He is called a God of patience because He awaits our repentance, of consolation, because He gives us grace to be patient in crosses and afflictions, and so consoles us inwardly, that we become not faint‑hearted; of hope, because He gives us the virtue of hope, and because He desires to be Himself the reward we are to expect after this life.

ASPIRATION O God of patience, of consolation and of hope, fill Our hearts with peace and joy, and grant that we may become perfect in all good, and by faith, hope and charity, attain the promised salvation.

GOSPEL (Mt. 11:2‑10). At that time, when John had heard in prison the works of Christ, sending two of his disciples, he said to him: Art thou he that art to come, or do we look for another? And Jesus making answer, said to them: Go and relate to John what you have heard and seen. The blind see, the lame walk, the lepers are cleansed, the deaf hear, the dead rise again, the poor have the gospel preached to them: and blessed is he that shall not be scandalized in me. And when they went their way, Jesus began to say to the multitudes concerning John, What went you out into the desert to see? a reed shaken with the wind? But what went you out to see? a man clothed in soft garments? Behold, they that are clothed in soft garments are in the houses of kings. But what went you out to see? a prophet? yea I tell you, and more than a prophet. For this is he of whom it is written, Behold, I send my Angel before thy face, who shall prepare thy way before thee.

Why was John in prison?

He was in prison, and lost his life, because he had rebuked king Herod for his adulterous marriage with his brother’s wife (Mt. 14:310). Truth, as the proverb says, is certainly a very beautiful mother, but she usually bears a very ugly daughter: Hatred. St. John experienced that speaking the truth very often arouses hatred and enmity against the speaker. Let us learn from him to speak the truth always, when duty requires it, even if it brings upon us the greatest misfortunes, for, if with St. John we patiently bear persecution, with St. John we shall become martyrs for truth.

Why did St. John send his disciples to Christ?

That they should learn from Christ, who had become illustrious by His teachings and miracles, that He was really the promised Messiah, the Savior of the world, whom they should follow.

Why did Christ say to the disciples of St. John: “Go and say to John, the blind see, the lame walk, etc.”?

That they should, by His miracles, judge Him to be the Messiah because the prophets had predicted that He would work such miracles (Is. 35:5‑6). “Christ,” says St. Cyril, “proved that He was the Messiah by the grandeur as well as by the number of His miracles.”

Why does Christ add: “And blessed is he who shall not be scandalized in me”?

Christ used these words in reference to those who would be scandalized by His poverty, humility and ignominious death on the cross, and who for these reasons would doubt and despise Him, and cast Him away; though “man,” as St. Gregory says, “owes all the more love to the Lord, his God, the more humiliations He has borne for him.”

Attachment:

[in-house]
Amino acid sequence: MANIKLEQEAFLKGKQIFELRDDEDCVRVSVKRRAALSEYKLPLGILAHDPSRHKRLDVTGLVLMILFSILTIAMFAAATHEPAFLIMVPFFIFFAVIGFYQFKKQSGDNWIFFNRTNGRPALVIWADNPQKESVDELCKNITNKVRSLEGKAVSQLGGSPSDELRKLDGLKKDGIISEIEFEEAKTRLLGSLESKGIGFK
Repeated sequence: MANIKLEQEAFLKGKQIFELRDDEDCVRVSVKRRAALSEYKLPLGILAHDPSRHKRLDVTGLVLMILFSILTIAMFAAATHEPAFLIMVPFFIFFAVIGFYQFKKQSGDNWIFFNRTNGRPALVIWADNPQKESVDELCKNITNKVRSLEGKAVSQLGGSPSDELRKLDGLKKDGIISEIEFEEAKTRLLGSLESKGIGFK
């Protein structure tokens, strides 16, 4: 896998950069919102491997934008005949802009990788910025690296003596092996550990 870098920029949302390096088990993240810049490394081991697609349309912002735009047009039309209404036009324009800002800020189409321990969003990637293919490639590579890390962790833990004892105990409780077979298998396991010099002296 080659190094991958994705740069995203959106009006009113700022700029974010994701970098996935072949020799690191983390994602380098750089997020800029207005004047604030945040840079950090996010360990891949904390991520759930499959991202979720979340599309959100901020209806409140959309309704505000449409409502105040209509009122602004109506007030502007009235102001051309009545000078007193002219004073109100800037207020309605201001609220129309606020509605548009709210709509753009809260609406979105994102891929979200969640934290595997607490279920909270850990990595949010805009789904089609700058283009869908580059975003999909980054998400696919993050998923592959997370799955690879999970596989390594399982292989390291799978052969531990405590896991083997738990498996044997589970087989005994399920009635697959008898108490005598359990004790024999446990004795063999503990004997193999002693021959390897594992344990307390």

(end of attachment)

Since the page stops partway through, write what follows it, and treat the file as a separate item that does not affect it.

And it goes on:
What was our Lord’s object in the questions He asked concerning St. John?

His object was to remove from St. John all suspicion of failing in faith in Him; and to praise the perseverance with which, although imprisoned and threatened with death, he continued to fill his office of preacher, thus constituting him an example to all preachers, confessors and superiors, that they may never be deterred by human respect, or fear of man, or other temporal considerations, from courageously fulfilling their duties. Our Lord commended also rigorous penance, exhibited by St. John’s coarse garments and simple food, that we may learn, from his example, penance and mortification.

Why does Christ say that John was “more than a prophet”?

Because St. John was foretold by the prophet Malachias as was no other prophet; because of all the prophets he was the only one who with his own eyes saw Christ and could point Him out, and was the one to baptize Him: and because like an angel, a messenger of God, he announced the coming of the Savior, and prepared the way for the Lord.

How did St. John prepare the way for the Savior?

By his sermons on penance, and by his own penitential life He endeavored to move the hearts of the Jews, that by amending their lives, they might prepare to receive the grace of the Messiah, for God will not come with His grace into our hearts if we do not prepare His way by true repentance.

ASPIRATION O Lord Jesus, by the praise Thou didst accord to Thy forerunner St. John, for his firmness and austerities, inflame our hearts with love to imitate his steadfastness and penance, that we may never do anything to please man which may be displeasing to Thee; grant us also Thy grace that we too, like St. John, may have those who are confided to our care, instructed in the Christian doctrine.

CONSOLATION IN SUFFERING

“The God of patience and of comfort, the God of hope fill you with all joy and peace in believing” (Rom. 15:5,13).

What gives us the greatest consolation in adversities?